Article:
Because immunoglobulin is species-specific, the labeled anti-globulin antibody must be prepared by immunizing other animals with animal serum globulin of the same species as the primary antibody.
The advantage of the indirect staining method is that it can detect unknown antigens and unknown antibodies; a labeled anti-globulin antibody can be combined with the antibodies of all animals of the same species to detect various unknown antigens or antibodies. High sensitivity. The disadvantages are: because there are many factors participating in the reaction, the possibility of interference is also greater, the judgment result is sometimes difficult, the operation is cumbersome, the comparison is more, and the time is long. The indirect method should be set to control negative and positive specimens, as well as an intermediate layer control (ie, intermediate layer plus negative serum instead of positive serum).

Anti-complement Staining Method

Anti-complement dyeing fish method is referred to as complement method, which is an improved method of indirect fish dyeing method. Founded by Goldwasser et al. This method uses the principle of complement fixation reaction to label anti-complement antibodies with fluorescein to identify unknown antigens or unknown antibodies (serum to be tested). The staining procedure is also divided into two steps: first add unlabeled antibodies and complement to the antigen specimen, make it react, wash with water, and then add labeled anti-complement antibodies. If the antigen-antibody reacts in the first step to form a complex, the complement is bound by the antigen-antibody complex, and the fluorescein-labeled anti-complement antibody added in the second step specifically reacts with the complement to form an antigen-antibody -Complement-anti-complement antibody complex, which emits fluorescence.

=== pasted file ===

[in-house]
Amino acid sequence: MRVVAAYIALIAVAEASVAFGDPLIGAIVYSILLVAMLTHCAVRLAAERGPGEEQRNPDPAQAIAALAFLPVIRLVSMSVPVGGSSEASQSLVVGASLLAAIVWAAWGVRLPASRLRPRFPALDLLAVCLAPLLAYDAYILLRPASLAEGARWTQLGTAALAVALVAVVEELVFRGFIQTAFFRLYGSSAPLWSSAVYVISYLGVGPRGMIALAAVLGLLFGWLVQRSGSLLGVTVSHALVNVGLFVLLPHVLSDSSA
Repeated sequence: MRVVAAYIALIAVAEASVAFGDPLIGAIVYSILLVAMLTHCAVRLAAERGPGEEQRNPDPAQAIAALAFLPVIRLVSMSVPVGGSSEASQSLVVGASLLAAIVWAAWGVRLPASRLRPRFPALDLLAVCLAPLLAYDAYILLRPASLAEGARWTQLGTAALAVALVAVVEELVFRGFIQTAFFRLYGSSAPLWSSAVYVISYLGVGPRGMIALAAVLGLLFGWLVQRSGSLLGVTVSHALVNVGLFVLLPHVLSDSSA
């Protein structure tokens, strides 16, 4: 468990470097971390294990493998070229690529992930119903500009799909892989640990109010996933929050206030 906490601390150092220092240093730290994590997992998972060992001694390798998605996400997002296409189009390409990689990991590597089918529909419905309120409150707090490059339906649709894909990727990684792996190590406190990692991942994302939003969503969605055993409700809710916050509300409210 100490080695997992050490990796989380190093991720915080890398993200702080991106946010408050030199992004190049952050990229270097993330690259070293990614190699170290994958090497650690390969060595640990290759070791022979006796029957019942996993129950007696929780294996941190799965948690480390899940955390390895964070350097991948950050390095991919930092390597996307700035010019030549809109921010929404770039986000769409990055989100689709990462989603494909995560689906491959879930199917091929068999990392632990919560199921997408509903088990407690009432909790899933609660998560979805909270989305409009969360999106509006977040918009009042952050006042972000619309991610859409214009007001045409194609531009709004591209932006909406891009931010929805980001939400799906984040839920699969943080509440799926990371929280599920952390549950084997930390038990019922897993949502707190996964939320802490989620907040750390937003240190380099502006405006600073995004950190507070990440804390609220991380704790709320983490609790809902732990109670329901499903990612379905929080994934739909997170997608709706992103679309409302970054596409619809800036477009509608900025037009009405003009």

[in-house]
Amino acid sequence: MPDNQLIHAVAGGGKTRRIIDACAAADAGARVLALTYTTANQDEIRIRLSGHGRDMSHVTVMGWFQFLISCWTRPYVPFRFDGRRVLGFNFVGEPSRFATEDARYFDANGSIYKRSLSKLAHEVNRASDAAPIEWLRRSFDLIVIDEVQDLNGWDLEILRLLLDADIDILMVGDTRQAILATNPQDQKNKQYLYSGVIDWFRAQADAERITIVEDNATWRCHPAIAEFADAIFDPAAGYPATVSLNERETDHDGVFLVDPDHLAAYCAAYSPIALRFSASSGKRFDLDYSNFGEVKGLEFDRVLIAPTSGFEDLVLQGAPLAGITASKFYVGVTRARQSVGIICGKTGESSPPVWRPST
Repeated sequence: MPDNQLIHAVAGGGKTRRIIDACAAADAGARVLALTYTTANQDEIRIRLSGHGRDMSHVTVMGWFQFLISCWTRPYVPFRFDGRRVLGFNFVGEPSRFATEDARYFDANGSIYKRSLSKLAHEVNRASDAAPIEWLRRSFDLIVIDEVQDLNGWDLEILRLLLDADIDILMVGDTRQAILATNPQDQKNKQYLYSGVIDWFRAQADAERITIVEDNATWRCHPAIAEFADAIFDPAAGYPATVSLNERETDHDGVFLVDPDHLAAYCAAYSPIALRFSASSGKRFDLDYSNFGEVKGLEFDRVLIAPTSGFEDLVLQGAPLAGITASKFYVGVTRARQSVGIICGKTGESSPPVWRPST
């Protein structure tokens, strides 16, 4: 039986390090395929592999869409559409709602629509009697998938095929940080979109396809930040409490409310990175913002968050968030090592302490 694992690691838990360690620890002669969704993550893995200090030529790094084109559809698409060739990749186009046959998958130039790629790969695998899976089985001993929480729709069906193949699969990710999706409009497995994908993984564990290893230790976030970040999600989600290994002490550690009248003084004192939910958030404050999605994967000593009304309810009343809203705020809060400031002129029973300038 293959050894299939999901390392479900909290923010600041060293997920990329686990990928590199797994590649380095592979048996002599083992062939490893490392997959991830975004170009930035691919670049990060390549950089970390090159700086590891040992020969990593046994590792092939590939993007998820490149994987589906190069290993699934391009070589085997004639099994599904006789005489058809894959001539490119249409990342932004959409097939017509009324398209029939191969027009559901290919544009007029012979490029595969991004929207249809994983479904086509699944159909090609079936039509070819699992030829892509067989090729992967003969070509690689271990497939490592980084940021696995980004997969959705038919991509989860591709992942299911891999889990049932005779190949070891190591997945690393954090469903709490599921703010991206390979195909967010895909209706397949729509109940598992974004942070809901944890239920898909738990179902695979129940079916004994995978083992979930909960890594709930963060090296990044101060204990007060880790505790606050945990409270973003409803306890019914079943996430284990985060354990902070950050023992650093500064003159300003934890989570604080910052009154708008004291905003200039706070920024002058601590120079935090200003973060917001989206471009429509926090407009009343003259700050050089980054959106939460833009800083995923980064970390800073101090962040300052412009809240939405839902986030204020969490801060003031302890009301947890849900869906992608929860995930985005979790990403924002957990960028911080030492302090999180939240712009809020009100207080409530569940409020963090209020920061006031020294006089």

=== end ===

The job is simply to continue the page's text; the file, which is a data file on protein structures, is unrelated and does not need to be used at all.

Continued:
The anti-complement staining method has the same advantages as the indirect method, in addition, it also has its unique advantages: that is, only one labeled anti-complement antibody is needed to detect various antigen-antibody systems. Because the role of complement is not specific, it can react with the antigen-antibody system of thousands of mammals. Its disadvantage is that there are many ingredients involved in the reaction, and the dyeing procedure is more complicated and troublesome.
In addition to the above three methods, there are also some methods developed on this basis, such as two-layer method, sandwich method, mixed method, three-layer method, antibody-anti-complement method and so on.

Related Articles:

Fluorescent Antibody Technique (Direct, Indirect)

Indirect Fluorescent Antibody Test